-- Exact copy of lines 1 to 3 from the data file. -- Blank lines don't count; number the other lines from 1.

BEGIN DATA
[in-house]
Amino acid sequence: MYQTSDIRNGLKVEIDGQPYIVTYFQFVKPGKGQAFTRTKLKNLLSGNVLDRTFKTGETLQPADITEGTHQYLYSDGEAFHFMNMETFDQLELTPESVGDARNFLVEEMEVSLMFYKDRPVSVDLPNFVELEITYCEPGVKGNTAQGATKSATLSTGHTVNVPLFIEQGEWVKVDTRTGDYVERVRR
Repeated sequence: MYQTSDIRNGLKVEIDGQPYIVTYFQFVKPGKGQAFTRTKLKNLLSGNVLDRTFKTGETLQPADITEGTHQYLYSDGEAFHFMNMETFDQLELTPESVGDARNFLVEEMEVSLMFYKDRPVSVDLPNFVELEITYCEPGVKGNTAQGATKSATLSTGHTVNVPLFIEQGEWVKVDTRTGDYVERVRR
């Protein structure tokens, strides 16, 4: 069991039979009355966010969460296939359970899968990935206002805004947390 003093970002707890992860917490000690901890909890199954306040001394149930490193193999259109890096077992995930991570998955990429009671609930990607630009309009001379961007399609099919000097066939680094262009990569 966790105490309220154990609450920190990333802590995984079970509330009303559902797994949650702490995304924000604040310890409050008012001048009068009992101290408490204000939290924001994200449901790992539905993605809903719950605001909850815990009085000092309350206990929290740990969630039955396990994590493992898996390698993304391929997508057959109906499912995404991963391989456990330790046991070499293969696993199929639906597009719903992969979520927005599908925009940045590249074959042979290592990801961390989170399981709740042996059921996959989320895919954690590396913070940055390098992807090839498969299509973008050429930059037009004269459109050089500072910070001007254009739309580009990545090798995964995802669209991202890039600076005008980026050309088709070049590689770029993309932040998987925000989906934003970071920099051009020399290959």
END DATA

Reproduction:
[in-house]
Amino acid sequence: MYQTSDIRNGLKVEIDGQPYIVTYFQFVKPGKGQAFTRTKLKNLLSGNVLDRTFKTGETLQPADITEGTHQYLYSDGEAFHFMNMETFDQLELTPESVGDARNFLVEEMEVSLMFYKDRPVSVDLPNFVELEITYCEPGVKGNTAQGATKSATLSTGHTVNVPLFIEQGEWVKVDTRTGDYVERVRR
Repeated sequence: MYQTSDIRNGLKVEIDGQPYIVTYFQFVKPGKGQAFTRTKLKNLLSGNVLDRTFKTGETLQPADITEGTHQYLYSDGEAFHFMNMETFDQLELTPESVGDARNFLVEEMEVSLMFYKDRPVSVDLPNFVELEITYCEPGVKGNTAQGATKSATLSTGHTVNVPLFIEQGEWVKVDTRTGDYVERVRR